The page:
Are You Ready for Machine Translation?

Are You Ready for Machine Translation?

By Alan Houser | Fellow

A profound change is underway in the translation industry. Organizations are changing the way they translate their content, using a technology called machine translation. Machine translation offers new ways to reach your global audience, in your customers’ native languages. But knowing what machine translation can provide, and how to use it in your translation workflows, is critical.

Machine translation is not a magic solution. Organizations that attempt to deploy pure machine translation, without careful consideration of their translation requirements, business requirements, and successful machine translation workflows, are likely to be very disappointed. Let’s consider how you can successfully deploy machine translation to increase your organization’s global presence and reach your customers more efficiently and effectively.

What Is Machine Translation?

In the Global English Style Guide, John Kohl defines machine translation as “software that translates sentences from one language (such as English) into one or more other languages (such as French or Japanese).” Sounds good, right?

Machine translation has been around since the 1950s. Translation quality, however, has generally kept machine translation out of mainstream translation processes. But recent developments in machine translation technology, cloud-based services, and machine translation workflows have converged to bring machine translation into the mainstream.

How Does It Work?

Implementers of machine translation software and systems use one of two approaches. Rules-based machine translation uses the rules of grammar, syntax, and meaning for each language to develop a translation.

Statistical machine translation performs translations by identifying the most likely translation for source content, one word or phrase at a time, to produce the most statistically valid translation. Statistical machine translation systems make this assessment after being “trained” with large volumes of previously translated content.

Both approaches have their strengths and limitations. Rules-based machine translation tends to work best with source content that is of high quality and consistency. However, rules-based machine translation may be ineffective with content from a highly specialized subject or domain, and robust rules may not exist for less popular language pairs.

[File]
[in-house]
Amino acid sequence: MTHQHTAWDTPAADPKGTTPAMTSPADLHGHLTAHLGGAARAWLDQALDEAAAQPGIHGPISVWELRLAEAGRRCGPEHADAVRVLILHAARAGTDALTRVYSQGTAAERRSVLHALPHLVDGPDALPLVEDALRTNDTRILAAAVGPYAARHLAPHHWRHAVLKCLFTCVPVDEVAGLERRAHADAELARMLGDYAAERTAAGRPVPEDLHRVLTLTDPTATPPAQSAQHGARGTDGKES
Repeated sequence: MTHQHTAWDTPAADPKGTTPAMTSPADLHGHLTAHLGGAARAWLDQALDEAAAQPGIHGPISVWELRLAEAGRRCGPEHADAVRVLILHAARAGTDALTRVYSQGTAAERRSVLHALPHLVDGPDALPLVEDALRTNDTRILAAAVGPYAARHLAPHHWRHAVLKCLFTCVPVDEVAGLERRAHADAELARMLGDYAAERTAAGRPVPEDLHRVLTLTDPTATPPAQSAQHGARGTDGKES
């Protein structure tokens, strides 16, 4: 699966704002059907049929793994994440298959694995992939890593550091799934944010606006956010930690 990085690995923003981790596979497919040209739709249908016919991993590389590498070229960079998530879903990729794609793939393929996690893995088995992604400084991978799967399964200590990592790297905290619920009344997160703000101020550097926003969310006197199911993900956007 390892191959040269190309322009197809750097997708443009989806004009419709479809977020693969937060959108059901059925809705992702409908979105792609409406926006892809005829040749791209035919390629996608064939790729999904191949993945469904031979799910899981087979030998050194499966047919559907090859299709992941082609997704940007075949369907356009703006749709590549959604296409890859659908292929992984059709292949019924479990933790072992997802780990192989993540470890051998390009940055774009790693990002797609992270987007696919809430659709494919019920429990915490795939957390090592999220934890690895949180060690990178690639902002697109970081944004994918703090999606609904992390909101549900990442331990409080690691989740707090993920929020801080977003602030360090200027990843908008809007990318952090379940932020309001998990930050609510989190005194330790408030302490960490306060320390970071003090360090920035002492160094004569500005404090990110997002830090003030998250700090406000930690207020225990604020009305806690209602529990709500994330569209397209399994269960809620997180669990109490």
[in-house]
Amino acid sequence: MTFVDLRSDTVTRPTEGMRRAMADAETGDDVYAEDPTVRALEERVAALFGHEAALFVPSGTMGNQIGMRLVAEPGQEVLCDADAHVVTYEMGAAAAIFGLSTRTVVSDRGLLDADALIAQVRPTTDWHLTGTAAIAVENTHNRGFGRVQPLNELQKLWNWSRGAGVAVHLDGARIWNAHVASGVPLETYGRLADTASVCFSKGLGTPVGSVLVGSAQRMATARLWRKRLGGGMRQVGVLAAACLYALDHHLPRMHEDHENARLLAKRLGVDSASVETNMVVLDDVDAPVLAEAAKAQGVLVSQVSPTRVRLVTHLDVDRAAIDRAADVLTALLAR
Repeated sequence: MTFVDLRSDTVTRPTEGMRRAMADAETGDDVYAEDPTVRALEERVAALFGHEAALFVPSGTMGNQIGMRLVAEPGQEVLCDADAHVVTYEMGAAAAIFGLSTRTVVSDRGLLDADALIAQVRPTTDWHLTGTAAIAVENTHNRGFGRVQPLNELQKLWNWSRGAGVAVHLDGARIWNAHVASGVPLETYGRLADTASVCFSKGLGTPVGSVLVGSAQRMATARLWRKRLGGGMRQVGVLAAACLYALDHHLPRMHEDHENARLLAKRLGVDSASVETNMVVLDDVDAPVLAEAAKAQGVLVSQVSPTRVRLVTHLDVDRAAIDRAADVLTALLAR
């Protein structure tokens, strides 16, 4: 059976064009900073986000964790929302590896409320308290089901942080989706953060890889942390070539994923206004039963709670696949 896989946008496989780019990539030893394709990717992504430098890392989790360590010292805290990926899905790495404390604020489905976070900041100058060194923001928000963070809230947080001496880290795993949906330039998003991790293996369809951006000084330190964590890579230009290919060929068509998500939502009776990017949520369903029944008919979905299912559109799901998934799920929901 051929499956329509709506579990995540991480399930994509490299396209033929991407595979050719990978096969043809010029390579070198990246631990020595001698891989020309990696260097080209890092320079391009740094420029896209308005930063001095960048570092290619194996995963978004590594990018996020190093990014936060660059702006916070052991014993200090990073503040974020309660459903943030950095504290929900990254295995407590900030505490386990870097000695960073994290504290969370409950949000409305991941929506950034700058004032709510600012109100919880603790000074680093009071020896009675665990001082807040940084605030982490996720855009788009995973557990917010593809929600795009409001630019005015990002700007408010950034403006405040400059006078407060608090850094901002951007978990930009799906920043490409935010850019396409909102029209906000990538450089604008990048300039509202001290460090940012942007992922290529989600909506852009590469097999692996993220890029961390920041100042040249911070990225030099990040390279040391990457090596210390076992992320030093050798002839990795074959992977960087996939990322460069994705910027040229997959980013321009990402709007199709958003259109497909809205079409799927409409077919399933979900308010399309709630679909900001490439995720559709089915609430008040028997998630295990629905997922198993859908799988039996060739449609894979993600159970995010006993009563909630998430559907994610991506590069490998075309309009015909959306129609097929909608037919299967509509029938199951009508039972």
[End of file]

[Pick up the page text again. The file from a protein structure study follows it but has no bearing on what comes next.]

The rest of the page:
Statistical machine translation can be highly effective with specialized subject matter, if a substantial amount of previously translated content exists. Organizations with large volumes of previously translated content and well-maintained translation memories may be good candidates for statistical machine translation.

What About Quality?

The promise of machine translation is enormous. Translation is expensive. Imagine that you can translate your organization’s content immediately, automatically, and at trivial cost. That is possible, with one catch.

Machine translation quality is generally far lower than that of human translators. You have probably seen examples of laughable or even disastrous machine translations. Machine translation may not approach the quality of human translators for a long time, if ever. Any machine translation initiative will require ways to assess the quality of machine-translated output, and adjust the machine translation workflow accordingly.

If you work with machine translation, you will encounter the BLEU score for measuring machine translation quality. Simplistically, the BLEU score reflects:

  • How many words are correctly translated into the target language?
  • How many machine-translated words are in the correct order in the target language?

To evaluate the quality of a machine translation, you must have a human-generated translation as a reference. For this reason, machine translation is often most effective where a large body of previously translated content already exists, along with a large, well-maintained translation memory.

Achieving Quality Results

You can achieve high-quality results with machine translation, if you engage human translators in the process. In this increasingly popular workflow, human translators post-edit machine translation output to bring it to a desired level of quality. Instead of translating from the original source language, a post-editor can start with a rough translation. When properly deployed, this can dramatically improve the efficiency of the human translator.

Translation professionals have been justifiably skeptical of machine translation post-editing. Original post-editing workflows often included arbitrary or unreasonable constraints on the post-editor (e.g., “change no more than three segments per paragraph”) and compensated post-editors poorly compared to conventional translation workflows.